Longer-maturity bonds account for the greatest share of issuance in three months as companies take advantage of record-low borrowing costs and investors’ expectations that inflation will stay low in a slowing recovery.
Norfolk Southern Corp. offered the first 100-year bonds since 2005, boosting sales of debt maturing in 10 or more years to $43.7 billion this month, or 48.7 percent of all offerings, according to data compiled by Bloomberg. Investment-grade debt yields fell to 3.79 percent on Aug. 19, according to Bank of America Merrill Lynch Index data, the lowest on record.
The longer-maturity corporate debt is outperforming notes due in one to three years by the most since July 2009 amid signals the Federal Reserve expects economic growth to be weaker than anticipated and as inflation slows. Futures show a 98.6 percent chance the central bank won’t raise its target rate for overnight loans between banks by a quarter-percentage point or more by December.
“Investors are scrambling for every bit of yield that they can get,” said Kathleen Gaffney, co-manager of the flagship $19 billion Loomis Sayles Bond Fund, which has beaten 94 percent of its peers over the past five years. “Given that we’re likely to stay in a low-rate environment for some time, corporates are probably one of the most attractive places in the capital markets right now.”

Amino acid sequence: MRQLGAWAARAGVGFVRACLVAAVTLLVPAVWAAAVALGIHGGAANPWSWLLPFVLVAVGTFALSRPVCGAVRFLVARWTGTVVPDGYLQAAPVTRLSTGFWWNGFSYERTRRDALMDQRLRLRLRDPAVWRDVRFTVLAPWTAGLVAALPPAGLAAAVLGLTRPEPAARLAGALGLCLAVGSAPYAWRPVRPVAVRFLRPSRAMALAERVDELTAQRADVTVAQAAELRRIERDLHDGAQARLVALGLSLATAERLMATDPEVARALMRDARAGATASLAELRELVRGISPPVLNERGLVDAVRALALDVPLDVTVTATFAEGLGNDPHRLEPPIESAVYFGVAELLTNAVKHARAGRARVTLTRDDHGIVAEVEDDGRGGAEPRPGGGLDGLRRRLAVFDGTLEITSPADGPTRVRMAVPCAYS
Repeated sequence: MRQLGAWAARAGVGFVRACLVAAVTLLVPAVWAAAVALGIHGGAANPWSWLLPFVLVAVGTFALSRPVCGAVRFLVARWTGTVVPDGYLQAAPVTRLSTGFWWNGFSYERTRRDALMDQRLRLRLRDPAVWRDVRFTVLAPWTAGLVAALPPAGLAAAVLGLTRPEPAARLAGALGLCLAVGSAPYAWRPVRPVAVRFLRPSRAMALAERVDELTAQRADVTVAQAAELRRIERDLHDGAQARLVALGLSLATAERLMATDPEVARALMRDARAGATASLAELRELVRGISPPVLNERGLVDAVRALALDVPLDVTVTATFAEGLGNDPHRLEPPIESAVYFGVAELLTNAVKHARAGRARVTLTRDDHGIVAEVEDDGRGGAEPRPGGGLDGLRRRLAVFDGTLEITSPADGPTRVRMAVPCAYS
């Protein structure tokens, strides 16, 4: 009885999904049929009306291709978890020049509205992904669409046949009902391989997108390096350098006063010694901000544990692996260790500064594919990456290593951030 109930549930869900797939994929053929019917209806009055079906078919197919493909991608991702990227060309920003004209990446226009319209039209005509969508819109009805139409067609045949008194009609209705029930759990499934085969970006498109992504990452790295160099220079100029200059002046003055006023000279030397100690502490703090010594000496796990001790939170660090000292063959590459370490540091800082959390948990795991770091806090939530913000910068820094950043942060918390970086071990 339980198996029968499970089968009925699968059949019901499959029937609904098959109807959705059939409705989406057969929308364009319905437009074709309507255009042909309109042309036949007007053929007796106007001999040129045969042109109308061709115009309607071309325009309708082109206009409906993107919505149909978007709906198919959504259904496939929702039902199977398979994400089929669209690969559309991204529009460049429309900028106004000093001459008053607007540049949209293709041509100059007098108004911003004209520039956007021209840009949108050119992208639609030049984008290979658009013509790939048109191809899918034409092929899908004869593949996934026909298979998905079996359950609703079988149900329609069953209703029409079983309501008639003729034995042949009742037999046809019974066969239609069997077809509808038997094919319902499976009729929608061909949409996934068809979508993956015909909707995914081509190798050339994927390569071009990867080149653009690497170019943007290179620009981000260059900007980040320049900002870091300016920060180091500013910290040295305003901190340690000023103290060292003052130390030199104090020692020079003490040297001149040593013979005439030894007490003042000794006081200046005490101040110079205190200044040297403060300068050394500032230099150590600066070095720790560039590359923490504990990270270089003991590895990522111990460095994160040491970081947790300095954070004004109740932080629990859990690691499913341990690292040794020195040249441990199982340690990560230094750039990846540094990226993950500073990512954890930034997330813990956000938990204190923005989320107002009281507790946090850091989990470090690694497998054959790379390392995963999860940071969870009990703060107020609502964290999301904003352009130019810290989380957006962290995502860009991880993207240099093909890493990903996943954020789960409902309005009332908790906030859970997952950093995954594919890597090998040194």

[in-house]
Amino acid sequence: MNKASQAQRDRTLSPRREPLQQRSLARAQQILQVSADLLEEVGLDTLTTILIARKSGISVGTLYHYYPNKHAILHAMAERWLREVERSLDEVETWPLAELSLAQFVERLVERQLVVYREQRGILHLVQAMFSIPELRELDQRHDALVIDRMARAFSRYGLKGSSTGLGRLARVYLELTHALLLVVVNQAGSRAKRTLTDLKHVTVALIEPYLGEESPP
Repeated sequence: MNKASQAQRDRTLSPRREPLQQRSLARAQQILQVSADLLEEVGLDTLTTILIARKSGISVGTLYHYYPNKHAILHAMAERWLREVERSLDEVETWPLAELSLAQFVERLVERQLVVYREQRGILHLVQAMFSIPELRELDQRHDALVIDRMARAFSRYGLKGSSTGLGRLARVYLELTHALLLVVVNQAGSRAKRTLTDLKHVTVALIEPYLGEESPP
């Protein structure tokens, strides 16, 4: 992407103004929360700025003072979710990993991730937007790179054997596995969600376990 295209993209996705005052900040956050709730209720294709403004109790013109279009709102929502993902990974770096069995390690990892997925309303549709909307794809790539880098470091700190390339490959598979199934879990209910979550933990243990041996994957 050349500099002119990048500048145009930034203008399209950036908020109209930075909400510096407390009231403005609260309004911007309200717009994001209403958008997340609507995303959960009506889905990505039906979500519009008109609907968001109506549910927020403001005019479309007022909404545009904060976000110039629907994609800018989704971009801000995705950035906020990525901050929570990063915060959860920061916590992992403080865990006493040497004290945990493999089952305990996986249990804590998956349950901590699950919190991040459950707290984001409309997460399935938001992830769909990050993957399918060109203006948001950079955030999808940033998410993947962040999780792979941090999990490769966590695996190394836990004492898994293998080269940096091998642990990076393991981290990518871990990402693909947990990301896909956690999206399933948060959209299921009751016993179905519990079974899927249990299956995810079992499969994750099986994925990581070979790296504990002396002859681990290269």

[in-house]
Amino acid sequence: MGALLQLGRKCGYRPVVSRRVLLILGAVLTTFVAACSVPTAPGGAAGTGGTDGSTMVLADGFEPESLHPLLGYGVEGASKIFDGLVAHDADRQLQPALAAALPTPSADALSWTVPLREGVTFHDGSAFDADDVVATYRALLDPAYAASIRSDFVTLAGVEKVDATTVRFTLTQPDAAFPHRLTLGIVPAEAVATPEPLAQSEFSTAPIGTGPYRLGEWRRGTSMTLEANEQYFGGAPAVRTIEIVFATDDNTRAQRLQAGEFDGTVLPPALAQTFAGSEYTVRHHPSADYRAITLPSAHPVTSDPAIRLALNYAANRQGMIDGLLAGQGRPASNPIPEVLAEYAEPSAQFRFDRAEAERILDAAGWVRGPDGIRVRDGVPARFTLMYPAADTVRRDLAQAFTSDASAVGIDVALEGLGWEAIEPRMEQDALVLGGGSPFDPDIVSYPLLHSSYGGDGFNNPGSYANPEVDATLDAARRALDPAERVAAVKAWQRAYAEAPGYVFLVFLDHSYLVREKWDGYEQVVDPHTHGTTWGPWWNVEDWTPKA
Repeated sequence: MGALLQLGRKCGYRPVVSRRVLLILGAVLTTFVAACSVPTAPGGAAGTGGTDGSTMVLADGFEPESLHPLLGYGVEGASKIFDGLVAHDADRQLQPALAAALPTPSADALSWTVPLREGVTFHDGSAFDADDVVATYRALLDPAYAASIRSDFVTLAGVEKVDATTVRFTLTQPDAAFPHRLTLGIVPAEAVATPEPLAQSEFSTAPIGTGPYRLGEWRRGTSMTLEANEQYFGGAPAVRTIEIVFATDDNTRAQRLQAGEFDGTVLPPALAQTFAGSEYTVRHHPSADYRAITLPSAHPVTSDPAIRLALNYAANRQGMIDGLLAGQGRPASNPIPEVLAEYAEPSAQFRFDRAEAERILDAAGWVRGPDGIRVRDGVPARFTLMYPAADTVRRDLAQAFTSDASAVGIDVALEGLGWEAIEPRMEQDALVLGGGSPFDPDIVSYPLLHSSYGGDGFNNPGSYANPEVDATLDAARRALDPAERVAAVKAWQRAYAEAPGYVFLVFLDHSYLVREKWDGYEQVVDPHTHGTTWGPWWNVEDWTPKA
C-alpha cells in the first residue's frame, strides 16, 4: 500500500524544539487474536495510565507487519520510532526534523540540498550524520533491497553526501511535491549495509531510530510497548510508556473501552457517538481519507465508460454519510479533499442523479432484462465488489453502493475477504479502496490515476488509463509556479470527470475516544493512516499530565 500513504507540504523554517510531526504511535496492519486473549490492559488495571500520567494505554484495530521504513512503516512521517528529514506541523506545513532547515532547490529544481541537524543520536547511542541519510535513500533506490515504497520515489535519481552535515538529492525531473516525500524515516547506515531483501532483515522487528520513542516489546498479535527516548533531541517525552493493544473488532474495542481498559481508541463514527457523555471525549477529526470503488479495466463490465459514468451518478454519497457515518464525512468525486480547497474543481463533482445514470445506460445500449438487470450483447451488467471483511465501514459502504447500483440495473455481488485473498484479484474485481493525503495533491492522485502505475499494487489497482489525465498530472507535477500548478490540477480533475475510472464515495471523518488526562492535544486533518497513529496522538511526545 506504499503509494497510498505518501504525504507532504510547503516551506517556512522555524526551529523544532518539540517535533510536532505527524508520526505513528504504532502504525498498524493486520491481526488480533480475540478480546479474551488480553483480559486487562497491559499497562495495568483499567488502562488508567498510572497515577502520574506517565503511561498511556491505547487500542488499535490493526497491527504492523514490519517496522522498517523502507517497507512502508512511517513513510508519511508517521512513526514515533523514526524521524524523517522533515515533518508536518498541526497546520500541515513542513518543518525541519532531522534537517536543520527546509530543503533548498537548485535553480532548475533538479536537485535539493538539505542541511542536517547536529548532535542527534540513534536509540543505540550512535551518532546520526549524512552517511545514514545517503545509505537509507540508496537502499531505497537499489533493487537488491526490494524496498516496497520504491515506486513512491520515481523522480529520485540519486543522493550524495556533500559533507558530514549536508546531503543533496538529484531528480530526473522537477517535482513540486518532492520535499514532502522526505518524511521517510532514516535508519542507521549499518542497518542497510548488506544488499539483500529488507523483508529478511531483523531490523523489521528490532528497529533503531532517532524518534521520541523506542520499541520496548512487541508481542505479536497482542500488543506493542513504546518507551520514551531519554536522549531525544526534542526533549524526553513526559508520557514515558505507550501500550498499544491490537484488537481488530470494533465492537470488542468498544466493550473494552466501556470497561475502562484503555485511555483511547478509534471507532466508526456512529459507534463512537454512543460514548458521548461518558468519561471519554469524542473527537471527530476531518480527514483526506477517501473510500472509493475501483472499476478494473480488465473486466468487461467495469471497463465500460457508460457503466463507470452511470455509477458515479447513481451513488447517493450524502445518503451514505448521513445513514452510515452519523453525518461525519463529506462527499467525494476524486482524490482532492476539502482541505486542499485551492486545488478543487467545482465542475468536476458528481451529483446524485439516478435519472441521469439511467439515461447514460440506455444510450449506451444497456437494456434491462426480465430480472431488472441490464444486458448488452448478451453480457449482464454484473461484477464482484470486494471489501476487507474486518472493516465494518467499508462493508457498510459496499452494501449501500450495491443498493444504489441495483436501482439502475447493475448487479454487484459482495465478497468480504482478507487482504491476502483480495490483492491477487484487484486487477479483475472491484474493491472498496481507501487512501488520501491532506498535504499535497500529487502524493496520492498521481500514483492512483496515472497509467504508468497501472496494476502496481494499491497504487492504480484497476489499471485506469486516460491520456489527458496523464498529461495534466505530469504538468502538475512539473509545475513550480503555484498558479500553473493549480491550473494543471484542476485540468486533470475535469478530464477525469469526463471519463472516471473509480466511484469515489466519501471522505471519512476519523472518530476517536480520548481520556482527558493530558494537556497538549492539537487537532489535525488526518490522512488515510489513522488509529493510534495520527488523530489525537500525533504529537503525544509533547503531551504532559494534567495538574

Investment-grade corporate bonds due in 15 years or more yield 208 basis points, or 2.08 percentage points, more than similar-maturity Treasuries, compared with a low this year of 167 basis points on April 21, and an average spread of 202 in 2007 and 134 in the prior year, Bank of America Merrill Lynch index data show.
“We’ve rallied hard, but you still have spreads on long debt,” said Joseph Balestrino, fixed-income strategist at Federated Investors Inc. in Pittsburgh, which oversees about $336 billion in assets. “Treasurers are saying ‘Heck, what’s the risk of borrowing money at these levels?’”
Elsewhere in credit markets, a benchmark gauge of corporate credit risk in the U.S. rose to the highest in five weeks as a drop in U.S. home sales stoked concern the economic recovery is faltering.
Credit-default swaps on the Markit CDX North America Investment Grade Index, which investors use to hedge against losses on corporate debt or to speculate on creditworthiness, rose 2.9 basis points to a mid-price of 112.31 basis points as of 1:08 p.m. in New York, the highest since July 19, according to Markit Group Ltd.
Sales of U.S. previously owned homes plummeted to a 3.83 million annual pace, the lowest in a decade of record keeping and worse than the most pessimistic forecast of economists surveyed by Bloomberg News, figures from the National Association of Realtors showed today in Washington.
The extra yield investors demand to own company bonds instead of government debt was unchanged at 176 basis points, according to the Bank of America Merrill Lynch Global Broad Market Corporate Index. Yields averaged 3.501 percent.
Treasuries remained higher as the government sold $37 billion of two-year securities, the second of four note and bond auctions this week totaling $109 billion. The auction drew a record low yield of 0.498 percent, compared with the 0.499 percent forecast in a Bloomberg News survey of 7 of the Federal Reserve’s 18 primary dealers.